Ever had to write a paper about literature, but didn't know where to begin? If you've ever had a literature class, you can probably answer yes to this question. Sometimes you just need a little... push. Just to help you get started.
A beloved English professor of mine took pity on our class and gave us some helpful hints for writing about literature. I've taken his pointers and modified them to be a little more functional for any classroom. Read them, study them, take them to lunch, and buy them a drink--because if you use them correctly, these techniques will become your best friends while writing a paper.
These pointers are the things you really need to pay attention to. They're the basic issues that must be included in any paper.
Know your audience. Keep in mind who you're writing for. If you've been studying the Canterbury Tales all semester, chances are your professor already knows who the Wyf of Bath is--don't waste your breath (or ink, for that matter) explaining that she is a character.
Have a plan for your paper. Make an outline if it helps you get your thoughts together. What do you want to say about the poem/novel/story you read?
Thesis statement, thesis statement, thesis statement. Somewhere in your introduction include a sentence that tells the reader A) the point of the paper, and B) what you'll be discussing to prove this point.
What's the scope of your paper? If it's three pages, then you probably don't need to discuss every symbol used in Ethan Frome; pick a theme and don't go more in-depth than your scope will allow.
Meaningless generalizations are... well, meaningless. Avoid them. Your professor doesn't care that for thousands of years people have been writing poetry, or that you think Shakespeare is great. Just go ahead and get to the 'meat and potatoes'--they want to know what you learned.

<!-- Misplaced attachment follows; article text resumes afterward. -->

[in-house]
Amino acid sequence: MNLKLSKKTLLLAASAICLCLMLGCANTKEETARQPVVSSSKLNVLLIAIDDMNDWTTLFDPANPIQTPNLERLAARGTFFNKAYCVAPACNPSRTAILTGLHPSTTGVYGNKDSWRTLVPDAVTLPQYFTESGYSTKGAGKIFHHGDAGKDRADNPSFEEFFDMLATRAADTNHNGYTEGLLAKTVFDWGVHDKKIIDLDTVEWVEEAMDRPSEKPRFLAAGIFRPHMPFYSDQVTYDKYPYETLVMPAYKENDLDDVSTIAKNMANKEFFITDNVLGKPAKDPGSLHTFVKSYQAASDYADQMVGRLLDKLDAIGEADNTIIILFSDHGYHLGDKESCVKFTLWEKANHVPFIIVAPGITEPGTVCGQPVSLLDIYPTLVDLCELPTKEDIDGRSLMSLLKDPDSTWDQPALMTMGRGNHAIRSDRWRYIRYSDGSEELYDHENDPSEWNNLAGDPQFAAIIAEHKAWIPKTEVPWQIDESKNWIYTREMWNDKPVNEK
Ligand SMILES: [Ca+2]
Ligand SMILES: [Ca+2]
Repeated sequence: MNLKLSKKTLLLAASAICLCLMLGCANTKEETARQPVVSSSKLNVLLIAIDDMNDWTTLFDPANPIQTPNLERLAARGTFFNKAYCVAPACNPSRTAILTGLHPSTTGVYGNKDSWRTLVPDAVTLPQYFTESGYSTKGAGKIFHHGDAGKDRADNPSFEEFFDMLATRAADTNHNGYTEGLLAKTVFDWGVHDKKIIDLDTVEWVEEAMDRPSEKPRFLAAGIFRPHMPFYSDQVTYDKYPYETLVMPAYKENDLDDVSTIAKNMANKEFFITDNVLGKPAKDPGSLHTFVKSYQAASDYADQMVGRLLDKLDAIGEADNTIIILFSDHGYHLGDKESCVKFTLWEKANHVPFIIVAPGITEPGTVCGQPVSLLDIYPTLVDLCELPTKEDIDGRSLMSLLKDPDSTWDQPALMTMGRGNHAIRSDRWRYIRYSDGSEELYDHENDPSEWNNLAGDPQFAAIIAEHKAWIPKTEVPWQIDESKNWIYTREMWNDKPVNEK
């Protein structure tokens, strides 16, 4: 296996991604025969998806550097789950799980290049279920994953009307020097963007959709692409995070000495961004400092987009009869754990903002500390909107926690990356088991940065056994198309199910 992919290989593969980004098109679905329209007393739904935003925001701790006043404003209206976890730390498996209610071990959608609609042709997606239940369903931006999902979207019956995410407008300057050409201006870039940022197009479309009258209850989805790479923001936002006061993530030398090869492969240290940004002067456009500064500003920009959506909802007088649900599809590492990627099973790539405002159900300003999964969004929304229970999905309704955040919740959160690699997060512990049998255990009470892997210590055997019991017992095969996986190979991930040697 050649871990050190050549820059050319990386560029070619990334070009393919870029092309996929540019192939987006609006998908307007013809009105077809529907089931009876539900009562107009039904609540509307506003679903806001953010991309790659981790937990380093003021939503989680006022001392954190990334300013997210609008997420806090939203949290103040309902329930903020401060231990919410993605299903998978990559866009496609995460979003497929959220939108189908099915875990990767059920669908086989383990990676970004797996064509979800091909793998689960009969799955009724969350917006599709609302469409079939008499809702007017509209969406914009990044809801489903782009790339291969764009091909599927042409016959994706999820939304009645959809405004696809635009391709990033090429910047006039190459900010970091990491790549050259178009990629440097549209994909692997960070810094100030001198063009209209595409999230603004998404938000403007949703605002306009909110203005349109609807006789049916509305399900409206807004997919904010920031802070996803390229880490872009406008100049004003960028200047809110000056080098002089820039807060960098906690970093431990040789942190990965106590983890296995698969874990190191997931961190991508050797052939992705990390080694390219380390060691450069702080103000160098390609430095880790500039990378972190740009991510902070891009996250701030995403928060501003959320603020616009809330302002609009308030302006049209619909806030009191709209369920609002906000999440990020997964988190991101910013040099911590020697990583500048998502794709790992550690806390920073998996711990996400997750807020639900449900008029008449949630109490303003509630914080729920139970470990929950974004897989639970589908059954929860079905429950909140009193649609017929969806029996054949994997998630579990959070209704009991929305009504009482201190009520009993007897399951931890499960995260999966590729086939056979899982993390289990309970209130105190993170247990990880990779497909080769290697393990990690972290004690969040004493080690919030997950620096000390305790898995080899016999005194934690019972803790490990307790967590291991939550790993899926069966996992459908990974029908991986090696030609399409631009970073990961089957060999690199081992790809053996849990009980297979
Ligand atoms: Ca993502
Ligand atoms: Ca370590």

It's okay to acknowledge complexity in a work of literature. You don't have to have all the answers--just make sure you touch on the subject and give it your best shot.
Need some support for a claim you're making? Use quotes from the author. Quote the text within your paper--let the characters say it for you.
Be clear. Don't ramble; get straight to the point.
Get your facts right. If you think Eliza Bennet marries Charles Bingley in Pride and Prejudice, you obviously didn't read. If you write it, make sure you're not just blowing smoke.
These might seem like "duh" issues to remind you of, but they're important. They're also the mistakes that will nickel-and-dime you into a lower grade.
Quote poetry as verse. It's a pet peeve of English professors.
Use present tense when commenting about something. It's a work of literature; it's timeless.
Spelling. If you're unsure of how to spell something, just google how you think it's spelled. If you got it right, congratulations. If you got it wrong, Google will ask you, "Did you mean: tomorrow" if you wrote tommorrow. Ta-da!
Watch out for grammatical errors. Don't know what a comma splice is? Google it, folks.
Pay attention to formatting and style.
Check your transitions. Make sure that you can read the last sentence of the first paragraph and the first sentence of the second paragraph with a fluid transition, despite the fact that they're two separate thoughts.
Have a good title.
Ask questions! Make your professor work for your tuition! Their job is to help you out.
Simple? Yes. Helpful? I hope so! So, use them wisely!